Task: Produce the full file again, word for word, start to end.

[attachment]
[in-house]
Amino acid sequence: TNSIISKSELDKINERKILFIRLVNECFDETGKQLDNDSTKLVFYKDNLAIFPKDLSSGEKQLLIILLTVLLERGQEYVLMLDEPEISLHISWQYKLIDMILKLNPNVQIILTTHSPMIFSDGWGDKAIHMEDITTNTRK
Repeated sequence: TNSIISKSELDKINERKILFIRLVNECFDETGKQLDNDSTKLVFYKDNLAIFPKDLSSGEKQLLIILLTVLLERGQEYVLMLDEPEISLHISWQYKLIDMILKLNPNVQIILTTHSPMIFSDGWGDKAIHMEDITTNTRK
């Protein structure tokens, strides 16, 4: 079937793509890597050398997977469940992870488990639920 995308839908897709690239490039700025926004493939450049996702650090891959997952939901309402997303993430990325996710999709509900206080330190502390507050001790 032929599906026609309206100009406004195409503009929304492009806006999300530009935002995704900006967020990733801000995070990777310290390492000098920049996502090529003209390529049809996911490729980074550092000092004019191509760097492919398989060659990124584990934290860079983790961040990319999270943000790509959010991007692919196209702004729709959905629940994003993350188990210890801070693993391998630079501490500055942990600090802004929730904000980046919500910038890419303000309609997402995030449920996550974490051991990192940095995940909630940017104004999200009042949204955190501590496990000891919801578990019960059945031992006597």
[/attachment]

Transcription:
[in-house]
Amino acid sequence: TNSIISKSELDKINERKILFIRLVNECFDETGKQLDNDSTKLVFYKDNLAIFPKDLSSGEKQLLIILLTVLLERGQEYVLMLDEPEISLHISWQYKLIDMILKLNPNVQIILTTHSPMIFSDGWGDKAIHMEDITTNTRK
Repeated sequence: TNSIISKSELDKINERKILFIRLVNECFDETGKQLDNDSTKLVFYKDNLAIFPKDLSSGEKQLLIILLTVLLERGQEYVLMLDEPEISLHISWQYKLIDMILKLNPNVQIILTTHSPMIFSDGWGDKAIHMEDITTNTRK
């Protein structure tokens, strides 16, 4: 079937793509890597050398997977469940992870488990639920 995308839908897709690239490039700025926004493939450049996702650090891959997952939901309402997303993430990325996710999709509900206080330190502390507050001790 032929599906026609309206100009406004195409503009929304492009806006999300530009935002995704900006967020990733801000995070990777310290390492000098920049996502090529003209390529049809996911490729980074550092000092004019191509760097492919398989060659990124584990934290860079983790961040990319999270943000790509959010991007692919196209702004729709959905629940994003993350188990210890801070693993391998630079501490500055942990600090802004929730904000980046919500910038890419303000309609997402995030449920996550974490051991990192940095995940909630940017104004999200009042949204955190501590496990000891919801578990019960059945031992006597």